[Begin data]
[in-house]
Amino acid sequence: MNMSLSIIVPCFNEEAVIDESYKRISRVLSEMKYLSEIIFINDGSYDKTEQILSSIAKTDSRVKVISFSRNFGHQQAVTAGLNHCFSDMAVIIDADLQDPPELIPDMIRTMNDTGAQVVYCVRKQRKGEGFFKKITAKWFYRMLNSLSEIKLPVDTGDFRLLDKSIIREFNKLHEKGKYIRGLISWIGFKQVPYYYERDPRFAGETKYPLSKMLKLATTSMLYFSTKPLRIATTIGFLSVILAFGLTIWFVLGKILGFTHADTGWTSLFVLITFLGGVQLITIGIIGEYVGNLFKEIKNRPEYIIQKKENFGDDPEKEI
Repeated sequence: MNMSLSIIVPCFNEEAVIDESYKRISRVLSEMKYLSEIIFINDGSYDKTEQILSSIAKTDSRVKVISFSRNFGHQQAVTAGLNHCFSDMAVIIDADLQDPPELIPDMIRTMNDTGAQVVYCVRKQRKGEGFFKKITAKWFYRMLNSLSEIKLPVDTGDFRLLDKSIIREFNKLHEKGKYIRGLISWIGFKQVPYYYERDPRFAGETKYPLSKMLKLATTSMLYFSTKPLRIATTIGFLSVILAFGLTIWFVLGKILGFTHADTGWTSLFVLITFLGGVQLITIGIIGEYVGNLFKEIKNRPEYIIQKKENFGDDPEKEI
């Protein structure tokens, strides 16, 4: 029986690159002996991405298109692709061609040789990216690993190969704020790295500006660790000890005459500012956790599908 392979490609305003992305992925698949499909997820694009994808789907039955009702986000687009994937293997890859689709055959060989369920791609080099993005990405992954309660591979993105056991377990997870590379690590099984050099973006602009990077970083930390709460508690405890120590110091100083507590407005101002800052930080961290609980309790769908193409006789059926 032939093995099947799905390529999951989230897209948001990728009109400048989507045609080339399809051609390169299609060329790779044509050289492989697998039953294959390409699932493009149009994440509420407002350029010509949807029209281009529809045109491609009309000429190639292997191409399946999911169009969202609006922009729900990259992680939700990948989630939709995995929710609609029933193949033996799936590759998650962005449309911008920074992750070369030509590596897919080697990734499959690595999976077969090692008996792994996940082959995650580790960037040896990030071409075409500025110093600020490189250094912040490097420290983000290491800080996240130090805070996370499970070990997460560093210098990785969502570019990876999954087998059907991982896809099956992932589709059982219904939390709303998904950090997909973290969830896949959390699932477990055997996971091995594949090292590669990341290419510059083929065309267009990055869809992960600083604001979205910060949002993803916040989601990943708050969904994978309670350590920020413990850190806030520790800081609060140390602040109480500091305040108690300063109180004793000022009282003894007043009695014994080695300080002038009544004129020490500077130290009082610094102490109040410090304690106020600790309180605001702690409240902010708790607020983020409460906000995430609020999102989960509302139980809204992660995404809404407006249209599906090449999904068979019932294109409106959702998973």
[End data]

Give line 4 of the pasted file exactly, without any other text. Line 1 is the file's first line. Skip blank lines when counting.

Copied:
């Protein structure tokens, strides 16, 4: 029986690159002996991405298109692709061609040789990216690993190969704020790295500006660790000890005459500012956790599908 392979490609305003992305992925698949499909997820694009994808789907039955009702986000687009994937293997890859689709055959060989369920791609080099993005990405992954309660591979993105056991377990997870590379690590099984050099973006602009990077970083930390709460508690405890120590110091100083507590407005101002800052930080961290609980309790769908193409006789059926 032939093995099947799905390529999951989230897209948001990728009109400048989507045609080339399809051609390169299609060329790779044509050289492989697998039953294959390409699932493009149009994440509420407002350029010509949807029209281009529809045109491609009309000429190639292997191409399946999911169009969202609006922009729900990259992680939700990948989630939709995995929710609609029933193949033996799936590759998650962005449309911008920074992750070369030509590596897919080697990734499959690595999976077969090692008996792994996940082959995650580790960037040896990030071409075409500025110093600020490189250094912040490097420290983000290491800080996240130090805070996370499970070990997460560093210098990785969502570019990876999954087998059907991982896809099956992932589709059982219904939390709303998904950090997909973290969830896949959390699932477990055997996971091995594949090292590669990341290419510059083929065309267009990055869809992960600083604001979205910060949002993803916040989601990943708050969904994978309670350590920020413990850190806030520790800081609060140390602040109480500091305040108690300063109180004793000022009282003894007043009695014994080695300080002038009544004129020490500077130290009082610094102490109040410090304690106020600790309180605001702690409240902010708790607020983020409460906000995430609020999102989960509302139980809204992660995404809404407006249209599906090449999904068979019932294109409106959702998973």